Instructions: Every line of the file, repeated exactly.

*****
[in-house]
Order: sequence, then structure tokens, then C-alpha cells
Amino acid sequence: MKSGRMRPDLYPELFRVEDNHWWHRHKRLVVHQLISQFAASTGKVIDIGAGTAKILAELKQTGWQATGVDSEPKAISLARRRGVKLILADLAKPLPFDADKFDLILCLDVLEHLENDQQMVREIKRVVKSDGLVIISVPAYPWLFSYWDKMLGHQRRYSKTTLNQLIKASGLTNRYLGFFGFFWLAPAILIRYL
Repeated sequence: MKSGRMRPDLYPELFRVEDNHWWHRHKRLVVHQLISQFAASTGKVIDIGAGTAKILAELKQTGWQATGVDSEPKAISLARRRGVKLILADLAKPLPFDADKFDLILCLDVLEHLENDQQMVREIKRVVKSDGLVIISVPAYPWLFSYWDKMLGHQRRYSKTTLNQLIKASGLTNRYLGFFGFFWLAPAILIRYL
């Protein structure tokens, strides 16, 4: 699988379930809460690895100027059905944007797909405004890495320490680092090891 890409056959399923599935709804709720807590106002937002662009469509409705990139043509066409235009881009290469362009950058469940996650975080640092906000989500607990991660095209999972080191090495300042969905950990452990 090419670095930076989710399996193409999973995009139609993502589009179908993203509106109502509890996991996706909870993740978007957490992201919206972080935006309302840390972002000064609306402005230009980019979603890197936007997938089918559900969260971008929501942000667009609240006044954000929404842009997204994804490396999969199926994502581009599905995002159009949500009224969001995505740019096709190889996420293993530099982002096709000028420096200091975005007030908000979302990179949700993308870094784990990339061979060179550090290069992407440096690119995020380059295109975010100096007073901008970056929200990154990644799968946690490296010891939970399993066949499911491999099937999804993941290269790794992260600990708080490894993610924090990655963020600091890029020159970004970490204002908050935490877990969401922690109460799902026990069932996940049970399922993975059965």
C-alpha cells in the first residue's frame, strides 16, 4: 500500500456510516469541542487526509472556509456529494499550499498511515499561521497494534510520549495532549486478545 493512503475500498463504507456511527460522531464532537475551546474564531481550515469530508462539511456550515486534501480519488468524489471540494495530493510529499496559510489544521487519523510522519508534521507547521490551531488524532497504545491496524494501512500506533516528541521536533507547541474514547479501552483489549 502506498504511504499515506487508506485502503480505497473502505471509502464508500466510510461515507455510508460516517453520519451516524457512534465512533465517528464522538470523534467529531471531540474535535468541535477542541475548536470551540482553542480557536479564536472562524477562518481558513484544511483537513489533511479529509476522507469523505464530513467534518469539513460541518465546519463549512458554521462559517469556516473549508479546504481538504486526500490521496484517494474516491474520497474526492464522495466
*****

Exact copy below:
[in-house]
Order: sequence, then structure tokens, then C-alpha cells
Amino acid sequence: MKSGRMRPDLYPELFRVEDNHWWHRHKRLVVHQLISQFAASTGKVIDIGAGTAKILAELKQTGWQATGVDSEPKAISLARRRGVKLILADLAKPLPFDADKFDLILCLDVLEHLENDQQMVREIKRVVKSDGLVIISVPAYPWLFSYWDKMLGHQRRYSKTTLNQLIKASGLTNRYLGFFGFFWLAPAILIRYL
Repeated sequence: MKSGRMRPDLYPELFRVEDNHWWHRHKRLVVHQLISQFAASTGKVIDIGAGTAKILAELKQTGWQATGVDSEPKAISLARRRGVKLILADLAKPLPFDADKFDLILCLDVLEHLENDQQMVREIKRVVKSDGLVIISVPAYPWLFSYWDKMLGHQRRYSKTTLNQLIKASGLTNRYLGFFGFFWLAPAILIRYL
């Protein structure tokens, strides 16, 4: 699988379930809460690895100027059905944007797909405004890495320490680092090891 890409056959399923599935709804709720807590106002937002662009469509409705990139043509066409235009881009290469362009950058469940996650975080640092906000989500607990991660095209999972080191090495300042969905950990452990 090419670095930076989710399996193409999973995009139609993502589009179908993203509106109502509890996991996706909870993740978007957490992201919206972080935006309302840390972002000064609306402005230009980019979603890197936007997938089918559900969260971008929501942000667009609240006044954000929404842009997204994804490396999969199926994502581009599905995002159009949500009224969001995505740019096709190889996420293993530099982002096709000028420096200091975005007030908000979302990179949700993308870094784990990339061979060179550090290069992407440096690119995020380059295109975010100096007073901008970056929200990154990644799968946690490296010891939970399993066949499911491999099937999804993941290269790794992260600990708080490894993610924090990655963020600091890029020159970004970490204002908050935490877990969401922690109460799902026990069932996940049970399922993975059965």
C-alpha cells in the first residue's frame, strides 16, 4: 500500500456510516469541542487526509472556509456529494499550499498511515499561521497494534510520549495532549486478545 493512503475500498463504507456511527460522531464532537475551546474564531481550515469530508462539511456550515486534501480519488468524489471540494495530493510529499496559510489544521487519523510522519508534521507547521490551531488524532497504545491496524494501512500506533516528541521536533507547541474514547479501552483489549 502506498504511504499515506487508506485502503480505497473502505471509502464508500466510510461515507455510508460516517453520519451516524457512534465512533465517528464522538470523534467529531471531540474535535468541535477542541475548536470551540482553542480557536479564536472562524477562518481558513484544511483537513489533511479529509476522507469523505464530513467534518469539513460541518465546519463549512458554521462559517469556516473549508479546504481538504486526500490521496484517494474516491474520497474526492464522495466